If we want to rotate the lighting in our scene, then we can do so by means of this bitmap control. as we're finished with our lighting setup, we can just OK to exit out of the Texture Editor. Of course, we may want to add our High Dynamic Range Image as the background for our render at the same time as setting up the lighting. To do that we can just put a check in the Background (BG) Color option, coming to the map slot, find our TextBitmap node and this time add our full High Dynamic Range Image into the control slot.
Naturally we don't want a blurred background image for our renders. Again, we need to come and make a change to our UVW Type and switch that over to Environment. Now we can click OK, exit our Options dialog and see what we have by way of scene lighting. What we get of course is now an illumination setup and a backdrop to our renders that match one another perfectly. We can see coloration matches and we can see illumination shifts that really are very nice indeed.
Do keep in mind that the settings for our Global Illumination controls are very low indeed in terms of quality. We just want nice quick test renders at this moment in time, so if we wanted to clean up some of the noise that is present in the scene, we could certainly go and improve things by means of our GI controls. However, one thing that our GI controls will not fix is the fact that we really are missing any strong directional light in the scene. You can see that we do have a sense of the direction of the light as our shadows are just traveling away over to the left-hand side of the image a little bit being cast by our table object here, but still we don't see anything that would convince us that we have sunlight in the scene.
Certainly in terms of directional light our rendered image is not matching what we see in the backdrop. Of course, we cannot add our V-RaySky map into the equation s that we can use the sunlight plug-in there, because well our slots are both taken by our High Dynamic Range Image. All is not lost however, because we can play a little trick inside of V-Ray for SketchUp. If we just come back to the Options dialog, we can come into the Global Switches rollout and you see here we have this Default Lights option.
This allows us to enable or disable the default lights in the scene. Now in SketchUp the default light is the sun. This means if we put a check in this box, we have essentially turned sunlight on in the scene. The problem we have is that because of our current Camera Exposure settings our sunlight would very much overpower the scene; it would totally wash out our HDRI lighting. There are a number of ways we could try to tackle this problem, the simplest of which is the one that we will use, which is to simply alter our current Exposure settings.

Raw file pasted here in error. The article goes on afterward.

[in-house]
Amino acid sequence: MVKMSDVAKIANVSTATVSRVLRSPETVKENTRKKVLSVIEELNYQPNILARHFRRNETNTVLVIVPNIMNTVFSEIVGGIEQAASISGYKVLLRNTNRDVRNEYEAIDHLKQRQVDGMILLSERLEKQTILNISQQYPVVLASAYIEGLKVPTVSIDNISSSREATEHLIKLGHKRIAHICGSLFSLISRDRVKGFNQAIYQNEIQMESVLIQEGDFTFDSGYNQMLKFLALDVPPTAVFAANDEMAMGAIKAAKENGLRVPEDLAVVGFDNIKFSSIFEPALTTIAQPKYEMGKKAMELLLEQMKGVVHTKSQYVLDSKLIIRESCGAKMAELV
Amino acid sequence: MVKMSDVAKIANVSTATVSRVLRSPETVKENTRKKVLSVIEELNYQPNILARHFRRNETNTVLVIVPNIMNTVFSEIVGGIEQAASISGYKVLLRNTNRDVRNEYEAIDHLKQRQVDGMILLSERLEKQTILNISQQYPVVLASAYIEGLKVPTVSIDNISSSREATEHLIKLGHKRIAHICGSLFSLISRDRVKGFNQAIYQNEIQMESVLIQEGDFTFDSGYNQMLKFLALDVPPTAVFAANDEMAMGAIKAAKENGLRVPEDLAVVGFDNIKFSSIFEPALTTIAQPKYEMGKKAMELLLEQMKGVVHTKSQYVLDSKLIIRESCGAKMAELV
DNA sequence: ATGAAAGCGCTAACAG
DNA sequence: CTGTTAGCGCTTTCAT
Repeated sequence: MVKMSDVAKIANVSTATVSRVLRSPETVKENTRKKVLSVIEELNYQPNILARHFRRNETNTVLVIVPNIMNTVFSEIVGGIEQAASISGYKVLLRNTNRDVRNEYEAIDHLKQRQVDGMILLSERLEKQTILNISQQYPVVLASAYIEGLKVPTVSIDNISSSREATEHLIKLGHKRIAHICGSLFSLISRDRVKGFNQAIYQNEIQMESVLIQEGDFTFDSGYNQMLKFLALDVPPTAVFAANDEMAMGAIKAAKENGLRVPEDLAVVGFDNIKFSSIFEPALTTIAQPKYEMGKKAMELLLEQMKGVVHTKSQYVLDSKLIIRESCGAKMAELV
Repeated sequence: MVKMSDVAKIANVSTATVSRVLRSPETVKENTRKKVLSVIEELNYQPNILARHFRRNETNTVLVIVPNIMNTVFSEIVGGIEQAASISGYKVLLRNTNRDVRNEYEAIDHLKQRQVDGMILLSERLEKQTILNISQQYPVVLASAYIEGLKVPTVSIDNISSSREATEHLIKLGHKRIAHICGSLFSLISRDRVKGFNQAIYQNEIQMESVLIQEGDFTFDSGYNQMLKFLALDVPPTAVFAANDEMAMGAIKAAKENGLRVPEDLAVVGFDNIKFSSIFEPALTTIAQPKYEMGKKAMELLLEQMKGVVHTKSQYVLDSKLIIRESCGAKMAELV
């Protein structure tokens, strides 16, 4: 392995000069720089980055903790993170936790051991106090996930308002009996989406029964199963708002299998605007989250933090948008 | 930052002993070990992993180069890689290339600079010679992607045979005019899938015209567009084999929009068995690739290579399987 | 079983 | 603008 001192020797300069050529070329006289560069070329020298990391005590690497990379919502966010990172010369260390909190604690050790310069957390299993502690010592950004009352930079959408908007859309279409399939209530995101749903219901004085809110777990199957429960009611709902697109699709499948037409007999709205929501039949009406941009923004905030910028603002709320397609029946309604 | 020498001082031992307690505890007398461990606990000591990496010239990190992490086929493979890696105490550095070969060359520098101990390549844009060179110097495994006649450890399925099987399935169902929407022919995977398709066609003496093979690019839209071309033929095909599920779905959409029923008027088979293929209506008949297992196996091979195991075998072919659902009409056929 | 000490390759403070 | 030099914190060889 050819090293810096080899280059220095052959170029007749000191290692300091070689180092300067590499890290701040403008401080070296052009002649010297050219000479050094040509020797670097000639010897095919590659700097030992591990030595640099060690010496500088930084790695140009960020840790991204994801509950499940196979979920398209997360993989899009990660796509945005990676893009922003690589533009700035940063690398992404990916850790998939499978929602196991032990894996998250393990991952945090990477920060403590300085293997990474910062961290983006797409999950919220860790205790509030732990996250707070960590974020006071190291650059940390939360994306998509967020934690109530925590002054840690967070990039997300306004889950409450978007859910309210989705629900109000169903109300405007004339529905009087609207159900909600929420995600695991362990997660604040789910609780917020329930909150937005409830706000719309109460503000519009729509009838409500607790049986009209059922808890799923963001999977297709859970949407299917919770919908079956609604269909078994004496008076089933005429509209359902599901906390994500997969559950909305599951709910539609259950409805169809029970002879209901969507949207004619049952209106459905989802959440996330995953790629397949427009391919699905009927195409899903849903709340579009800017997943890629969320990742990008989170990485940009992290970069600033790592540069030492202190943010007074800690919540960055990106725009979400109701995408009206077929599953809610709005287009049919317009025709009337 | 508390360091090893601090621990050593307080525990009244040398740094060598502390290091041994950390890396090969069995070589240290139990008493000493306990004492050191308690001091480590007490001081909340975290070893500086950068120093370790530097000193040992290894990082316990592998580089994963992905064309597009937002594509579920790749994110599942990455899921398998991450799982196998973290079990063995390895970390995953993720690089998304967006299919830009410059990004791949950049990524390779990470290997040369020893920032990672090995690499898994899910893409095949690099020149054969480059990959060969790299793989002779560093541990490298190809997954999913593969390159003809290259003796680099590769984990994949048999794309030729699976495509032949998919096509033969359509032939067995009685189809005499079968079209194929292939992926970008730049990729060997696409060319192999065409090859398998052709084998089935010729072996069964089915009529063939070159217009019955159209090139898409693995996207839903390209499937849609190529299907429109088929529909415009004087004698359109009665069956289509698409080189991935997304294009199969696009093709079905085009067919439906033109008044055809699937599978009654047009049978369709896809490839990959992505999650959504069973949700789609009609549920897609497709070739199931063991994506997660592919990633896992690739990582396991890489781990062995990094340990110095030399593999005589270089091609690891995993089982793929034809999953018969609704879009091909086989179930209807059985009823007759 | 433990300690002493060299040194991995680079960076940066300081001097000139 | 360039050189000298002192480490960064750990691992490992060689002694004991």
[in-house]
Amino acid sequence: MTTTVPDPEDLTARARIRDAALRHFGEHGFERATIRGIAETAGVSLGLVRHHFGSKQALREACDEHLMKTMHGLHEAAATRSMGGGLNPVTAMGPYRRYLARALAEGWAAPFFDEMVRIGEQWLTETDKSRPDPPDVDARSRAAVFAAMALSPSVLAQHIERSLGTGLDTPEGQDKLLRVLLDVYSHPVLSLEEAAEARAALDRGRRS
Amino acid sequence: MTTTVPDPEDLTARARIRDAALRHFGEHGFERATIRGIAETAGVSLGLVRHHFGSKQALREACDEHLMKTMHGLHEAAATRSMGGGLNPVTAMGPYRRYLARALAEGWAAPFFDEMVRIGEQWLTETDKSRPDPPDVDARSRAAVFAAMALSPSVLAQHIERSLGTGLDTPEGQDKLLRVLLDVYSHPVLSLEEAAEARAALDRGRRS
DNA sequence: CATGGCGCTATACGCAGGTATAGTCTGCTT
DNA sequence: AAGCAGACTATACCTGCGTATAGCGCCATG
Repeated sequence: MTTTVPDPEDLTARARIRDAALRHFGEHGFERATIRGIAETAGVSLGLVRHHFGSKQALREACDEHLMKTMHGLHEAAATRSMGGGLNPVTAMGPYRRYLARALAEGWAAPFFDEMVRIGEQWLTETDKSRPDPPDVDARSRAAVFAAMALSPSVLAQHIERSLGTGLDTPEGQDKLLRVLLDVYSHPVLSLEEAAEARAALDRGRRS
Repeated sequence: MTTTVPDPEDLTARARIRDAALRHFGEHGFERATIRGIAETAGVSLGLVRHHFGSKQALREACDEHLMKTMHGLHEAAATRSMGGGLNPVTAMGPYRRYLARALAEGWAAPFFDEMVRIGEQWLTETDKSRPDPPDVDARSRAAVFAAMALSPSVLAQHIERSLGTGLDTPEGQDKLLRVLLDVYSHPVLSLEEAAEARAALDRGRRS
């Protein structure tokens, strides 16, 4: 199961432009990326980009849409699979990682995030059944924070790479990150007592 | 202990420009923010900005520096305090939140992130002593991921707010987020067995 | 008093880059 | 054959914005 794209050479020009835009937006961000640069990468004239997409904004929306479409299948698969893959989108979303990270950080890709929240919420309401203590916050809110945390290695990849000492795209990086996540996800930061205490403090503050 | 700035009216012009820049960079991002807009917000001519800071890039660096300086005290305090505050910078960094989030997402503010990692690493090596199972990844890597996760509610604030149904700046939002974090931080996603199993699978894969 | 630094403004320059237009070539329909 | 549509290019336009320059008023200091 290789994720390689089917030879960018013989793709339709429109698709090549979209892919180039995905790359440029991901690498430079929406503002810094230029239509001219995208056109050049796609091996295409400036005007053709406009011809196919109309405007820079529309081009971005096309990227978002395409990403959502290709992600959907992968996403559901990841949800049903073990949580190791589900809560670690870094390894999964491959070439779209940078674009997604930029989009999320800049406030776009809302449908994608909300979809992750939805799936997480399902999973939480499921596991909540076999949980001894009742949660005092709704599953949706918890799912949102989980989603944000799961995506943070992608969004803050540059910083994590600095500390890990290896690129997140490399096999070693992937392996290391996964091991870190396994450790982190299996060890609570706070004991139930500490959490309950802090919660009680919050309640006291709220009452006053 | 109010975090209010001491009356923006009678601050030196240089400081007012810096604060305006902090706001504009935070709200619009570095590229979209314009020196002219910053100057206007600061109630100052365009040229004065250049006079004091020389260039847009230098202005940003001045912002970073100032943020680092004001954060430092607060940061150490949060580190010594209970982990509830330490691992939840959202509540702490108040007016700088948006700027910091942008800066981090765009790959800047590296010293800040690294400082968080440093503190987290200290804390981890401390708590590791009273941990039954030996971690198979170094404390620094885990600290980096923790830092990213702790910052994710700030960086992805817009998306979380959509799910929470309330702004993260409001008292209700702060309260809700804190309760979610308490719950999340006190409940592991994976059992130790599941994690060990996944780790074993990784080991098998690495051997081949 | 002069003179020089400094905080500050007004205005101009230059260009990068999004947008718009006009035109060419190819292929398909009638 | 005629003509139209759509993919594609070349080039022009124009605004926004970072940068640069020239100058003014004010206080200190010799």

So let's first of all close-up our Global Switches rollout and open our Camera rollout. In here you'll notice that we have our Film Speed or ISO value set fairly high. This is really to bring out the lighting in our HDRI. And fortunately it would also contribute to our sunlight being extremely bright at this moment in time. So let's set this to a value of 100. Of course, now our image based lighting will be subtle in the scene as to not really be seen. It would not contribute enough to get a nice natural look to our light setup.
To compensate for that fact we can close our Camera rollout and we can just use these multiplayer values inside of our Environment controls. In this instance I am going to set these to a value of around about 16. That should take care of things very nicely, of course you can set these to suit. Again, we'll close our Options dialog and see what kind of a change we have made to our lighting setup. What we get now is of course a very natural looking daytime light setup in our scene.
We still have the subtle shifts in skylight illumination coming from our High Dynamic Range Image, but at the same time we have nice strong directional light coming from our sun. If you're finding that the directional shadows in your scene, the shadows coming from your sunlight are not really matching up with those coming from you High Dynamic Range Image, all you need to do is use SketchUp shadow controls to alter the position of the sun in the sky. That way you can very easily match the two sets of shadows up. As we've many things in the V-Ray, getting image-based lighting up and running is a quick and easy process once we know how it is done.
The end result is oftentimes a subtlety of lighting that would be very time consuming to set up, if indeed at all possible, using any other methods.